Senior Scientist, Childhood Cancer Research Program and Pediatric Genome Sequencing Project, BC Cancer Agency

I believe strongly in the work we do at the BC Cancer Agency, and the BC Cancer Foundation has been extremely supportive of pediatric cancer research through the Ride to Conquer Cancer. I feel well supported in my research here and through my own participation in the Ride, I also feel close to the donor population.

Dollars received from the Ride allow us to explore new areas of research. It is often challenging to obtain funding from external granting bodies for these types of high-risk but potentially high-reward projects, but I believe they ultimately lead to higher discovery rewards.

For me, one of the most exciting research initiatives is in tumour stress pathways. Tumours use stress pathways to survive harsh conditions, including therapy. We are trying to understand what the pathways are, so we can eventually learn to inhibit them. This research initiative wouldn’t have begun without the funding received from the Ride. Recent studies show that stress signaling is very important for allowing tumour cells to adapt to harsh conditions and we believe this bestows increased metastatic capacity to adapted tumour cells. If we can increase our understanding of those pathways, we can come back to our initial goal of targeting metastatic disease, resulting in better clinical outcomes.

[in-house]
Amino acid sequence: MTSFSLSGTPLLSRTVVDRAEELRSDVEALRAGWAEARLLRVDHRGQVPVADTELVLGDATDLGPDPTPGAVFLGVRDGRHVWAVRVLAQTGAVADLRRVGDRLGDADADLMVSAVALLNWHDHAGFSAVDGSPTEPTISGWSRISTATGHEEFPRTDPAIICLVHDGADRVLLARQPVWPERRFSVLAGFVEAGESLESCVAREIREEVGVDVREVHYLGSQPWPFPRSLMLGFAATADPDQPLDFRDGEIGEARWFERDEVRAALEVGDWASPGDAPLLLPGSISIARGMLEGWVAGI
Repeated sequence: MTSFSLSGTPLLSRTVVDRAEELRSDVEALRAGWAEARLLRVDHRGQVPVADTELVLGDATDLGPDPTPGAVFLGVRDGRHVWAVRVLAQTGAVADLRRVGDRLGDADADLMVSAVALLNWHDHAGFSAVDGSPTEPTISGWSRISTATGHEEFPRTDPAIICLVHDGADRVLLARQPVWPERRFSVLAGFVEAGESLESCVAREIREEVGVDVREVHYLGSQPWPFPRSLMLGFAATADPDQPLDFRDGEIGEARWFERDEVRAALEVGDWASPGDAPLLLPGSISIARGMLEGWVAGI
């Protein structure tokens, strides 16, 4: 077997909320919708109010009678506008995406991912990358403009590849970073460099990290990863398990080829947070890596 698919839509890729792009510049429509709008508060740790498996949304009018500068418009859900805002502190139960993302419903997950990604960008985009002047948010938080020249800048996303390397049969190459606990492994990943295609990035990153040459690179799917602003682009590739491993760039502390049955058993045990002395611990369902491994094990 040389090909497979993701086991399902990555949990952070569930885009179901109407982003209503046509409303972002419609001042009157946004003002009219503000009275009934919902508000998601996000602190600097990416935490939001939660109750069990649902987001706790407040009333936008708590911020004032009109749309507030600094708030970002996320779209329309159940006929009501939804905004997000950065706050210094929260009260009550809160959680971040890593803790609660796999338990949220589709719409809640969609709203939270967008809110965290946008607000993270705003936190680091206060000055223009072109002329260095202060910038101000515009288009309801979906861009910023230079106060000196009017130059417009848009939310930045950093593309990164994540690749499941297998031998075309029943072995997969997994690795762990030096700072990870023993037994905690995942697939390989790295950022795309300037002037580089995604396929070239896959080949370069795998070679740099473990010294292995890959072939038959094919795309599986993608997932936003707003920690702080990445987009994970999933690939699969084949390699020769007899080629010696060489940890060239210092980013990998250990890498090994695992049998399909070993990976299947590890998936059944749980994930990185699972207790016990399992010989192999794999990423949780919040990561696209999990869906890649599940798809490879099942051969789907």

Our program is focused on high risk, aggressive childhood cancers and metastatic diseases. A better understanding of metastatic diseases will significantly improve the outcomes for those patients; both in regard to their survival and minimizing the long term side effects of therapies. The genomics side of this project allows us to predict metastatic patients at the time of diagnosis and prevent harsh therapies for patients who are not at risk of metastatic cancers. This distinction is very important for the long-term health of pediatric patients.

We know little about the groups of diseases that are the most aggressive and most difficult to treat, so it makes sense to focus on those areas of research and ask tough questions regardless of how challenging it may be to get the answers.

If you fund childhood cancer research here at the BC Cancer Agency, you also have an opportunity to do something for adult cancers. I hope we can continue to find new and better therapies for pediatric patients, and show how childhood cancers can be a portal to a greater understanding of adult cancers as well.

Thank you for reading this blog and for your support.

Sincerely,

Poul